Appearing on Fox News Monday afternoon, Mitt Romney sounded the alarm -- a bit louder than before -- about the prospects of a brokered convention and the damage that he thinks it would cause his candidacy.
"I mean, everybody has a scenario where they can become the nominee. That is fine. But that is why we have a primary process," Romney told Neil Cavuto. "And, so far, we have got, I don't know, two, two-and-a-half times as many delegates as [Rick Santorum] has and millions of more votes than he has. And, you know, that is the nature of political process. If he is able to pull off a miracle, so be it, he will be the nominee."
"But we have a selection process," Romney added. "We are in the middle of it. I am leading it strongly. I'm going to continue to lead it. And you are going to see me getting the delegates I need to become the nominee. And we sure as heck are not going to go to a convention, all the way to the end of August, to select a nominee and have campaign working during a convention. Why, can you imagine anything that would be a bigger gift to Barack Obama than us not having a nominee until the end of August? That is just not going to happen."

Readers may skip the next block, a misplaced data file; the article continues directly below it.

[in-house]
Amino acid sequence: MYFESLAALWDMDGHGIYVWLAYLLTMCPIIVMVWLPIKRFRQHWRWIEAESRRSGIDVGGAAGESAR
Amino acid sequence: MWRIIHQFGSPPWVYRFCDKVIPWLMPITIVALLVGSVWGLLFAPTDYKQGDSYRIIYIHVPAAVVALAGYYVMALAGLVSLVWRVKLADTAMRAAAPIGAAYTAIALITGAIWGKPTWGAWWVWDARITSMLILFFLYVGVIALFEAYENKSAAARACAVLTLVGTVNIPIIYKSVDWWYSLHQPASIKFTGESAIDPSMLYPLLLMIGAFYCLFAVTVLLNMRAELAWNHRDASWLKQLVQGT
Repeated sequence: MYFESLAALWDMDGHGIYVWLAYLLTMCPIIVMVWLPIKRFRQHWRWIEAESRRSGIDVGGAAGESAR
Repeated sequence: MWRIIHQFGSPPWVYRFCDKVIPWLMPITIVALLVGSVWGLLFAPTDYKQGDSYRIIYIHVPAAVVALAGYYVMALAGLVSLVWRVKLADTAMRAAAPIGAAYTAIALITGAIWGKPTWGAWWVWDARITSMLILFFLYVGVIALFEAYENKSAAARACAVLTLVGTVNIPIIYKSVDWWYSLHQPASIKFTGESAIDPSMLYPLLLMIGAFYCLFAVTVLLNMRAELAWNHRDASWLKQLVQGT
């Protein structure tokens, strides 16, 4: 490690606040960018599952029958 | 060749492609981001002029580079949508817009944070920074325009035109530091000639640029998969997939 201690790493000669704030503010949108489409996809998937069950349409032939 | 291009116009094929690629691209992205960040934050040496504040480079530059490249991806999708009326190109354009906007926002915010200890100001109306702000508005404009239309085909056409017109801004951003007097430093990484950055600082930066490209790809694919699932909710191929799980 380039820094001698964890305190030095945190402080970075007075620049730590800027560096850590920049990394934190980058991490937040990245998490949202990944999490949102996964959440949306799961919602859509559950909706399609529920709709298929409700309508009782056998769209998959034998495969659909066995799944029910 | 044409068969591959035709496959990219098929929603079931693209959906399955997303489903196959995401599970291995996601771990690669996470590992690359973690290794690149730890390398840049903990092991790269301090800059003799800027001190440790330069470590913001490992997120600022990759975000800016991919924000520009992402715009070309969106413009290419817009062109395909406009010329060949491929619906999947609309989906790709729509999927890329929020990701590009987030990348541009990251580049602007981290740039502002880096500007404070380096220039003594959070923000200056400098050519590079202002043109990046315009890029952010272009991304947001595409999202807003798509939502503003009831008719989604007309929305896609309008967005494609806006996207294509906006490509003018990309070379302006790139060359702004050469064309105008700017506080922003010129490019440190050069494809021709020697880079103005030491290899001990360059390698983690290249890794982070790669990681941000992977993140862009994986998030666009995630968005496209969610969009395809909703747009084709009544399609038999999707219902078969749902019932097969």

Not withstanding former RNC Chairman Michael Steele's belief that a contested convention would be good for the party, this argument by Romney is the widely held viewpoint of most of the GOP establishment.
Prior to Super Tuesday, the former Massachusetts governor treated the idea of Rick Santorum staying in the race through August as a far-fetched, if not mild, nuisance -- certainly something that was unlikely to materialize. The tone of the Fox News interview suggests that he and his advisers aren't finding the idea so immaterial anymore.
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